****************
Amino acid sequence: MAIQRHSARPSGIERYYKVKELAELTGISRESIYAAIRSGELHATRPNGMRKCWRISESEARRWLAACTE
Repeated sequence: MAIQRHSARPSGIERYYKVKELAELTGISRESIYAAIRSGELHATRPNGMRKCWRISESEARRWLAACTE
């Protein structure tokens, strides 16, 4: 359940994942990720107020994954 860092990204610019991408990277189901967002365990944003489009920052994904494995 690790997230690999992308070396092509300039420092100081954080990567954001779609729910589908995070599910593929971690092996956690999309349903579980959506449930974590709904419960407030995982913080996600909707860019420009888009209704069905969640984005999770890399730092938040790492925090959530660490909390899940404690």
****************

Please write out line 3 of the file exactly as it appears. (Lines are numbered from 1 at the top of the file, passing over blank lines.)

């Protein structure tokens, strides 16, 4: 359940994942990720107020994954 860092990204610019991408990277189901967002365990944003489009920052994904494995 690790997230690999992308070396092509300039420092100081954080990567954001779609729910589908995070599910593929971690092996956690999309349903579980959506449930974590709904419960407030995982913080996600909707860019420009888009209704069905969640984005999770890399730092938040790492925090959530660490909390899940404690």